The New Zealand Railways Magazine, Volume 15, Issue 3 (June 1, 1940)
A Helpful Society — N. Z. League for the Hard of Hearing — Activities in Wellington
The New Zealand League for the Hard of Hearing was founded eight years ago, and to-day the movement has been definitely established as one of the main institutions of its kind in the Dominion.
The headquarters of the League are in Auckland and there are branches in the four centres (including one recently formed in New Plymouth) and indications are that further branches will be opened at an early date.
That the league is deserving of encouragement and strong support was emphasised during a recent intensive publicity campaign conducted and organised by the Wellington Branch, at the rooms of the League, Beehive Chambers, Courtenay Place.
The objective of the League is to make known the means whereby some forms of deafness may be prevented or minimised.
During the publicity campaign referred to, which was a Centennial gesture of lectures and demonstrations, a special day was arranged by the Wellington Branch, for parents and teachers, interesting talks on the following subjects being given:—“How the Home Can Help in the Prevention of Deafness”; “Helping the Hard of Hearing Child”; and “Preventive Work of the London County Council.”
Mrs. Nicholson, the Hon. Secretary of the Branch, spoke enthusiastically of a demonstration and follow-up of a more thorough test of the hearing of pupils attending a school for normal hearing children. The test, by means of a multiple audiometer, which was given during Centennial Hearing Week before educational authorities revealed unsuspected loss of hearing among some of the pupils.
The multiple audiometer is a scientific apparatus for testing the degree of loss of hearing. In appearance it resembles a gramophone to which an operator attaches a number of headphones with suitable leads. As many as forty earphone can be attached at one time, and a class of children can be tested in about twenty minutes or half an hour.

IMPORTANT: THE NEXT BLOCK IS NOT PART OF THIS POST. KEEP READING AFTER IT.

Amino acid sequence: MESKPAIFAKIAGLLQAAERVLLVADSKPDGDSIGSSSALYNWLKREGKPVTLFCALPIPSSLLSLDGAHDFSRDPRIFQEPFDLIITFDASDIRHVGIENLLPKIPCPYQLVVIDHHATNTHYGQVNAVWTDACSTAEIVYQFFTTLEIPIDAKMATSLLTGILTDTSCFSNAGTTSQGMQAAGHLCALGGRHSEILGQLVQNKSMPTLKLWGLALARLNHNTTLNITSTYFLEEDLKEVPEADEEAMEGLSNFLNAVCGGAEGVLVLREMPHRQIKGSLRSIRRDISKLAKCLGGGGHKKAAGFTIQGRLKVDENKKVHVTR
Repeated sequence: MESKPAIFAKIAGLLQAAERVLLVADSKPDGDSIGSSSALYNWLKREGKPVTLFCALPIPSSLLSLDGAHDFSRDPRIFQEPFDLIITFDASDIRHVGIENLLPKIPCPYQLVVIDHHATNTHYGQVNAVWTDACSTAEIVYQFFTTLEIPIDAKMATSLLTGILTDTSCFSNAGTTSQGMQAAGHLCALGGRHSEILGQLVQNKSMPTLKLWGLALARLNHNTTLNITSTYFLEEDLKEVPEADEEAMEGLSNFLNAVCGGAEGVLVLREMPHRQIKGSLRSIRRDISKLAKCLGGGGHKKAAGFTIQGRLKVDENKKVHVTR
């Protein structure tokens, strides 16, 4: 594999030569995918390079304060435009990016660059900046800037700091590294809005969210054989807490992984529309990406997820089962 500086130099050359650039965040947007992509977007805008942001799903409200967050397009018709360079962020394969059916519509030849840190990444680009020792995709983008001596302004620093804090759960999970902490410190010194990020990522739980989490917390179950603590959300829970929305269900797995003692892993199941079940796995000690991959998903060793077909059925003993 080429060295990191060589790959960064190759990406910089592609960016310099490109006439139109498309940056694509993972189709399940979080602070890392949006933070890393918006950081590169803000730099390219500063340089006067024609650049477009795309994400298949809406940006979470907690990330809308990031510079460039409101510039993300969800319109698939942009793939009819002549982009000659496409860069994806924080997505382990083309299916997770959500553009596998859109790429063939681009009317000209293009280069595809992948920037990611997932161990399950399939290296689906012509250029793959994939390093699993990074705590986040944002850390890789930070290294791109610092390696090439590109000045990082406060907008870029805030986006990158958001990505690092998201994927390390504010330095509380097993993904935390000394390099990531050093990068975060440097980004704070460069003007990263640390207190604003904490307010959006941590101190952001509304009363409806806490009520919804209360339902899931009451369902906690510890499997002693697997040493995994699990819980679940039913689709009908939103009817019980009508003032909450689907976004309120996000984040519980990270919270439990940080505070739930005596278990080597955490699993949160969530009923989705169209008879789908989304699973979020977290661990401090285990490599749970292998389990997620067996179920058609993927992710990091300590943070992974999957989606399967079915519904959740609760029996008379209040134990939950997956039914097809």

When the operator starts the machine the children hear a voice giving numbers. As the voice of the gramphone record speaks to the class the pupils write on a chart the numbers heard. An examination of the chart shows the children with defective hearing.
The Wellington Branch of the New Zealand League for the Hard of Hearing seeks to assist the parents by advice as to where and how they may receive the help which they may desire.
Briefly the aims of the New Zealand League for the Hard of Hearing are:—
Early detection and prevention of deafness; encouragement of lip-reading by the hard of hearing; investigation and recommendation of reliable hearing aids for those who will benefit by their use; provision of social intercourse; provision of facilities and equipment (at the rooms of the League) for lessening the ill-effects of deafness, and restoration of the ear-handicapped in the business and social world.
The League disseminates practical suggestions for overcoming in the home the ill-effects of deafness, e.g., the replacing of door-bells with door-lights, and the installation of buzzers in addition to telephone bells, and the training of a dog to attract the attention of the ear-handicapped person when some one knocks at the door, and also when the telephone-bell rings.